Seminars & Colloquia

Sharath Raghvendra

Virginia Tech

"Elegant Algorithms for Bipartite Matching with Applications in Machine Learning"

Friday May 26, 2023 10:00 AM
Location: 3211, EB2 NCSU Centennial Campus
(Visitor parking instructions)


Abstract: In this talk, I will present three recent algorithms for different versions of the bipartite matching problem along with exciting on-going and future research directions.


First, I will present a new algorithm for the maximum cardinality matching problem for bipartite graphs with small vertex separators. The classical Hopcroft-Karp algorithm [SICOMP 1973] and the divide and conquer algorithm by Lipton and Tarjan [SICOMP 1980] solve this problem in O(n^1.5 ) time. Our algorithm combines the two approaches resulting in an improved execution time of O(n^1.33 ). This algorithm can be used to compute a bottleneck distance and Levy-Prokhorov distance between low dimensional point sets.


Next, I will present a new algorithm for the minimum-cost bipartite matching problem between two sets of n samples each drawn i.i.d from an unknown two-dimensional distribution. Despite decades of effort, an efficient implementation of the classical Hungarian method that runs in near-quadratic time remains the best-known exact algorithm for this problem. I will present a novel adaptation of the Hungarian algorithm in the geometric divide-and-conquer framework that computes the exact solution in O(n^1.75 ). Our algorithm extends to any fixed dimensional space and is helpful in computing the optimal transport distances that is extensively used in machine learning (training GANs) and statistical inference (the two-sample test).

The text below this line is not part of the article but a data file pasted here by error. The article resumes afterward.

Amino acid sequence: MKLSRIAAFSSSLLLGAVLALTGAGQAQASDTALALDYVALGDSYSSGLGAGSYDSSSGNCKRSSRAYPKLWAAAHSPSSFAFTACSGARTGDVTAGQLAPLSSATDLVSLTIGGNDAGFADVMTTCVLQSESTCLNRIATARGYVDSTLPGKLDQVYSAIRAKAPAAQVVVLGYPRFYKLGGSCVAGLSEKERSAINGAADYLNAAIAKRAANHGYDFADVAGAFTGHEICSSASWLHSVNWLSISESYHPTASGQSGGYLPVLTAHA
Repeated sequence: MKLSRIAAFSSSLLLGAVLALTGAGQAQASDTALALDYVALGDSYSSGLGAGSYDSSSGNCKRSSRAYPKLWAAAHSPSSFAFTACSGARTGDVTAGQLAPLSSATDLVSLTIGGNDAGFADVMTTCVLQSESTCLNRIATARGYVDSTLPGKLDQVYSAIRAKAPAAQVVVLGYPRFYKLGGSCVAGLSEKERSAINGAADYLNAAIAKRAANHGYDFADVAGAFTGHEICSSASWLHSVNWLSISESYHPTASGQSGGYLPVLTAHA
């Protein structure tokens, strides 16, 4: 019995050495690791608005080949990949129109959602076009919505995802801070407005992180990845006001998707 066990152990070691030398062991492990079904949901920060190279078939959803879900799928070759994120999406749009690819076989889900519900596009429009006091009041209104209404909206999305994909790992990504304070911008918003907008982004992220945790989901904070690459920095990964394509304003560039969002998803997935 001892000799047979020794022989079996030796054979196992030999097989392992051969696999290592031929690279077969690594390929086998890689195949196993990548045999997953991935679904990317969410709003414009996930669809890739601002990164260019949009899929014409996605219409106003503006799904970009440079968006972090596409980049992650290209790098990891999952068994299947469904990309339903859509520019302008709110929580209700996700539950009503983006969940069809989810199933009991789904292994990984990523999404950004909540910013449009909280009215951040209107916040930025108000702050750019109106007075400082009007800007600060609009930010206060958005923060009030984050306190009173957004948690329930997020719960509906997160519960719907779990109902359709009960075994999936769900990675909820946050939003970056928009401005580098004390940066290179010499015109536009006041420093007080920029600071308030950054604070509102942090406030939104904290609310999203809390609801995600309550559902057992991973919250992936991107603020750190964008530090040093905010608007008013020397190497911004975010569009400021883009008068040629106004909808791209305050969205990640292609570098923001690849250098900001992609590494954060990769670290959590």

Finally, I present a novel online algorithm for minimum-cost matching in metric spaces. Here, requests arrive in an online fashion, and we must irrevocably assign a server to serve the request. I present a robust online algorithm that achieves a near-optimal competitive ratio across different request generation models and across different metric spaces thus making substantial progress on a long-standing open problem in online algorithms.

Short Bio: Sharath Raghvendra is an Associate Professor in the Department of Computer Science at Virginia Tech. Before joining Virginia Tech, he spent two years (2012-2014) as a postdoctoral scholar at Stanford University. Dr. Raghvendra received his Ph.D. from Duke University in 2012 where he won the Best Doctoral Dissertation Award. His research interests focus on designing provable algorithms for optimization including problems related to matching and optimal transport amongst other areas. His work has been published in top-tier conferences and journals in theoretical computer science and machine learning, such as the Journal of the ACM, ACM SIAM Symposium on Discrete Algorithms (SODA), International Symposium on Computational Geometry (SoCG), ACM Symposium on Theory of Computing (STOC), IEEE Symposium on Foundations of Computer Science (FOCS), Advances in Neural Information Processing Systems (NeurIPS) and International Conference on Learning Representation (ICLR). His research is supported by multiple grants from the National Science Foundation.

Host: Don Sheehy, CSC

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